On July 4, Shemaroo Vintage (which apparently is a new channel) uploaded a bunch of ’40s and early ’50s movies in full (or close to in-full with some parts coming up a little later in some cases, I suspect).  These include Lal Haveli (1944), Dard (1947), Andaz (1949), Sheesh Mahal (1950), Dilruba (1950), and Dahej (1950).  Unfortunately, there are no English subtitles, so for people who don’t know Hindi, it might be a challenge watching films on this channel here.

Tonight, I watched Lal Haveli.  I thought I might write a little about what I gathered of the plot and story, but I decided not to, because I just did not have an easy time trying to follow it.  (It was easier when I watched Zeenat and Jugnu without subs, but I had seen plot descriptions of those in advance (unlike with Lal Haveli), and I think that Zeenat, especially, was just easier to follow.  Or maybe I was just less tired.)  Also, I’m not really sure if I got to see the whole movie yet.  (It stopped at Part 11, but it did not say “The End.”)  Maybe another part or two will go up in a few days, and it will make everything crystal clear to me.  Though I doubt it!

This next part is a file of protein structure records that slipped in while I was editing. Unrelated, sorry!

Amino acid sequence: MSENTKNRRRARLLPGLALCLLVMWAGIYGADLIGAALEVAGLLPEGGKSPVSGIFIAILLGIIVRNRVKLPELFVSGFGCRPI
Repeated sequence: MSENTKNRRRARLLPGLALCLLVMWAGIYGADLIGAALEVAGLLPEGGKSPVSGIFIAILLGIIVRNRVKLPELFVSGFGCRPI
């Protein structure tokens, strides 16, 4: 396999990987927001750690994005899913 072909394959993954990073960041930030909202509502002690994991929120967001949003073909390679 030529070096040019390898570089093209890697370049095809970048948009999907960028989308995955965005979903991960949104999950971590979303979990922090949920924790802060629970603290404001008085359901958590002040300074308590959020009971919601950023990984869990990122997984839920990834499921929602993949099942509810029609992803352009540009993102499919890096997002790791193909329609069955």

Still, there were certainly things that I enjoyed about watching this film – though these were things that I knew about already, after having seen so many song clips (and some other scenes that had also gone up on YouTube before).  In fact, I think I’ve praised Lal Haveli enough already, for Noor Jehan, especially, a bit for Surendra, and also for the amazing Baby Meena (who has a substantial role in the beginning, playing Noor Jehan’s character as a child).  This time, I could add that I also found Yakub to be quite amusing (as he often is) and it’s also always interesting to see Ulhas.

In any event, maybe there are some Hindi speakers out there who actually haven’t seen Lal Haveli before who might be able to enjoy it here.  If you don’t mind watching vintage films on YouTube, then this channel in general could be quite a treat.

As for me, maybe some day I will be able to understand these non-subbed films better, too.  As I’ve mentioned to a couple of people, in the past month or two, I have seriously launched into an effort to learn Hindi, and I’ve been checking out some CD sets for the purpose as well as a couple of books.  But I do have a long way to go, obviously…

Though that won’t stop me from watching Dard next!  Maybe I will tomorrow or the next day…  Considering that I am planning to do an Uma Devi birthday post of some kind by Monday, it could come in handy.  And with Dard, as with Lal Haveli, I have already listened to the soundtrack many dozens of times.

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